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With metal prices in a prolonged slump and costs being cut across the board, it’s easy to understand why mining companies aren’t spending more on research and development.

New technologies to reduce energy and water use often require extra work and financial investments up front, but the benefits of lowering costs and reducing project risk are often not obvious in the short-term.

“We have to change what we are doing,” says Peter Bryant, co-chair of The KIN Catalyst: Mining Company of the Future, an industry framework launched recently to help miners embrace innovation.

“We need to provide resources at a price point that’s effective to continue economic development, but at the same time it has to be done in a way that has good outcomes for society.”

Dundee attracted international attention with its fully enabled underground WiFi network at its Chelopech mine in Bulgaria. (DUNDEE PRECIOUS METALS)

Mining industry behind the times

The mining industry is far behind other sectors in R&D, says Bryant.

Even when commodity prices were soaring in 2007-08 and again in 2010-11, many miners remained reluctant to increase spending on innovation.

Bryant cites research showing that mining industry expenditures on R&D have dropped by about half since the 1990s to about half of one per cent. That compares to about 1.5 and 2 per cent in the industrial sector and between about 4 and 5 per cent in the oil and gas sector.

According to another 2011 report, R&D spending in the Canadian mining industry dropped almost 70 per cent from 1995 to 2004, while similar spending in the global pharmaceutical industry was growing by about 10 per cent.

“As the world enters a period of economic uncertainty, the sector will need to revise its approach towards R&D, reconsider its position against collaborative research with academia and other institutions, and be more creative when it comes to R&D funding,’ the report says.

There has been some progress, according to a review of Canadian mining patents and academic reports done by Thomson Reuters IP&Science, which shows that domestic innovation in mining has grown over the last five years across both mining and mining service companies.

Some of the top companies with mining innovations include Esco Corp., which makes blades, shrouds and other parts used across the resources sector, as well as diversified mining exploration, development and production company Vale SA.

There has also been a growing body of scientific papers production about mining technology, particularly from institutions in mining-focused provinces such as McGill University, the University of British Columbia and the University of Toronto.

Innovation as an investment

Even some cash-strapped junior miners are recognizing the need to put some resources towards innovation. Some experts say it’s particularly important for juniors to focus on innovation since they are usually on the ground first with exploration and set the stage for future operations and relationships with the local community.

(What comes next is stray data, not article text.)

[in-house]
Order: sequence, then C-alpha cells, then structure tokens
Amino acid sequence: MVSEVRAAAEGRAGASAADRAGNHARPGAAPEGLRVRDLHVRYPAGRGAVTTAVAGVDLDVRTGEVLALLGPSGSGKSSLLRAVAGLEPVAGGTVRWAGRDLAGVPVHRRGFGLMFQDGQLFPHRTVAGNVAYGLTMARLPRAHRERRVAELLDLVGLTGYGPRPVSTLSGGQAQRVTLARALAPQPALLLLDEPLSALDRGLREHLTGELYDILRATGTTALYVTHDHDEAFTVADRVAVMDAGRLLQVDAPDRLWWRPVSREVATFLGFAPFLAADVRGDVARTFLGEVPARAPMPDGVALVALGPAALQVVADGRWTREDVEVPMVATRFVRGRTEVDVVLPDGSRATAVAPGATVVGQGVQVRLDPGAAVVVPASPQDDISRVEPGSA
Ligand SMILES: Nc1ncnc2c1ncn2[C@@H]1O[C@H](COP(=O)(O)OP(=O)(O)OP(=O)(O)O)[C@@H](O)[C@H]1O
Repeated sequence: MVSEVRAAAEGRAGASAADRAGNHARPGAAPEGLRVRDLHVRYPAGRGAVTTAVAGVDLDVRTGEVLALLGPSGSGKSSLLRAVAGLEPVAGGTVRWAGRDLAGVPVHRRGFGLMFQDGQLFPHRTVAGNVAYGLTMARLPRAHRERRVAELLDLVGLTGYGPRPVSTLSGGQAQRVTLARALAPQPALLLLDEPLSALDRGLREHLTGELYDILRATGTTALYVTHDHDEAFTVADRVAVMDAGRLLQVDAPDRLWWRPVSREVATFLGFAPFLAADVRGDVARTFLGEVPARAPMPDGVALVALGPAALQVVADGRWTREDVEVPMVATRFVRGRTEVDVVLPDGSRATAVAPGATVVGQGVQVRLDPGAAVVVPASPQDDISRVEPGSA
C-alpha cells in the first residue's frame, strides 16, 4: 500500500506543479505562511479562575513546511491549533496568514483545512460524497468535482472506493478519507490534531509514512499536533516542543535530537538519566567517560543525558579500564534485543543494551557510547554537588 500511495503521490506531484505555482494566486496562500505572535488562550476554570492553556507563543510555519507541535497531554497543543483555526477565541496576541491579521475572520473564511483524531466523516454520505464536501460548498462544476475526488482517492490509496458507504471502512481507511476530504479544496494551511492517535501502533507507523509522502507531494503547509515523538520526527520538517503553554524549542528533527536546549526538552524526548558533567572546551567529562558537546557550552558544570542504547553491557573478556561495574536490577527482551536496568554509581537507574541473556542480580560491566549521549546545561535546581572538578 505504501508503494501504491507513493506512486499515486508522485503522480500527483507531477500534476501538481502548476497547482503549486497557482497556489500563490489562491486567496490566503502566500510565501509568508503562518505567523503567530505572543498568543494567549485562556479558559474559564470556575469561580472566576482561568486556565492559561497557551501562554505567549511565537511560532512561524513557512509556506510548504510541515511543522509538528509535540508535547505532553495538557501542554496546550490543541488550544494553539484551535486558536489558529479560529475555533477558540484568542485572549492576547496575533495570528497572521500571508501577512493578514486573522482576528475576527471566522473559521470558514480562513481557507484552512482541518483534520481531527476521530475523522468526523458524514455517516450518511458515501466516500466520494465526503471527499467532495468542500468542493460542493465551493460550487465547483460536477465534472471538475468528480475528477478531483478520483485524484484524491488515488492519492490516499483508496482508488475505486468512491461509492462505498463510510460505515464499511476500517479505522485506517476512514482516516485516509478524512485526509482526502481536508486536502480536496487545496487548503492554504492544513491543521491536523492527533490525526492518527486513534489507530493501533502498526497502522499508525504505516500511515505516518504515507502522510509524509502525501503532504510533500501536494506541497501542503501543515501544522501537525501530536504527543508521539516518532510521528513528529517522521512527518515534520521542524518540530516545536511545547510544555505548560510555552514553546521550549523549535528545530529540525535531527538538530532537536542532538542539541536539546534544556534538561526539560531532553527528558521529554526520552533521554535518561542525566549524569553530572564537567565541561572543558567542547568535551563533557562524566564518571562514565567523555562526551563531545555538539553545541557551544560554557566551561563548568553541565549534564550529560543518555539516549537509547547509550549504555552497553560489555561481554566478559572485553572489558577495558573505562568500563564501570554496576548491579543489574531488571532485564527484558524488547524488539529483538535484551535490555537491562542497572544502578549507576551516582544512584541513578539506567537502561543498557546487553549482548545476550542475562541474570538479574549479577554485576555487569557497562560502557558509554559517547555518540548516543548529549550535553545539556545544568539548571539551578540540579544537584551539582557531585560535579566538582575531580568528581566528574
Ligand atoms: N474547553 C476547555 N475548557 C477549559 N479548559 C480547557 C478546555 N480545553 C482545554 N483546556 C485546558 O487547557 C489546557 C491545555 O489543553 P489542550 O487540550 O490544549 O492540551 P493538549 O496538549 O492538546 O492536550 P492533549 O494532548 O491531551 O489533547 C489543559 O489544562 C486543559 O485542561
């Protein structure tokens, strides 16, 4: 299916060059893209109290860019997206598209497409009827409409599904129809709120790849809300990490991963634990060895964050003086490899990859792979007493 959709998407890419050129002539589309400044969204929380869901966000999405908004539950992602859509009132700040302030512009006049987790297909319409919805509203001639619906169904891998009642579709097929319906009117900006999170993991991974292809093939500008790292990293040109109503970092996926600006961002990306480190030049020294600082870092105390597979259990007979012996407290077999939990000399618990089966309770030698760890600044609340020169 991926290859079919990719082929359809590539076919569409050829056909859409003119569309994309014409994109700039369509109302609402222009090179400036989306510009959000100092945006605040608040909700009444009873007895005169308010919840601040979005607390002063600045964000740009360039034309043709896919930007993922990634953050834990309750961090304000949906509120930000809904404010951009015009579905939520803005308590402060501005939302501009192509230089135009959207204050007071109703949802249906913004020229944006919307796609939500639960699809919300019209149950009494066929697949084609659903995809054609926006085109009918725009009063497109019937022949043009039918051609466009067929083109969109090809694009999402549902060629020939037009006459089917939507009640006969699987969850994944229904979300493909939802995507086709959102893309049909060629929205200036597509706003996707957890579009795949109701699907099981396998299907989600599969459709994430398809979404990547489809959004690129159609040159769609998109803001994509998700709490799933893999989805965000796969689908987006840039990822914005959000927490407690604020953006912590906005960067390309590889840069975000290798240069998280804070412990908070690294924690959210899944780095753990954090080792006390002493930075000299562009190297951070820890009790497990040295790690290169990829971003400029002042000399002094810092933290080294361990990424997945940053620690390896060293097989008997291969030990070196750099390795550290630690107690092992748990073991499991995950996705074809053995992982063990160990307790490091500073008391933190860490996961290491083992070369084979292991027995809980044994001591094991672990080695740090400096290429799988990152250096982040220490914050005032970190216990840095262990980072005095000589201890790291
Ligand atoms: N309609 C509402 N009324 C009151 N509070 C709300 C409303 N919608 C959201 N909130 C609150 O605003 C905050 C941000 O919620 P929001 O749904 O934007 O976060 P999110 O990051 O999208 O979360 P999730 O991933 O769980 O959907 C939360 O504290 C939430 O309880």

The Avanti Kitsault mine has had its tailings pond design reviewed by experts. (ALLOYCORP)

“Corporate responsibility is an investment, not an expense. We need to change the corporate mindset,” says Gordon Bogden, chief executive of Alloycorp Mining Inc. (formerly Avanti Mining Inc.).

He says his company is weaving some of the KIN Mine of the Future framework into its five-year corporate strategy and has established a corporate responsibility committee on its board.

Some of its recent innovations include the implementation of site-specific water quality standards that go beyond provincial standards at its Avanti Kitsault mine development in B.C. The company also hired an independent review panel of geotechnical engineers to assess the project’s tailing development, which comes after the tailings breach at Imperial Metal Corp.’s Mount Polley mine in B.C. last year.

Bogden says his team is also looking into adopting technologies such as automated trucks, drones during pit survey work and 3D printing of spare parts at the site.

“Much of this takes a willingness to engage in new thinking, and of course a massive amount of bandwidth,” says Bodgen.

Innovation adoption the key challenge

In its 2015 report on top issues facing the mining industry, experts at Deloitte’s mining consultancy say innovation is the key to survival for the industry amid pressures such as declining ore grades and rising costs.

Rio Tinto has invested in autonomous haulage trucks for some of its operations in Australia. (RIO TINTO)

“Companies that have invested in such technologies as remote mining, autonomous equipment and driverless trucks and trains have reduced expenses by orders of magnitude, while simultaneously driving up productivity,” the report states.

However, mining companies need to stop being so conservative in their operations, with more executive-level management adopting an innovation mindset.

“It is rapidly becoming clear that innovation can do much more than reduce capital intensity. Approached strategically, it also has the power to reduce people and energy intensity, while increasing mining intensity.”

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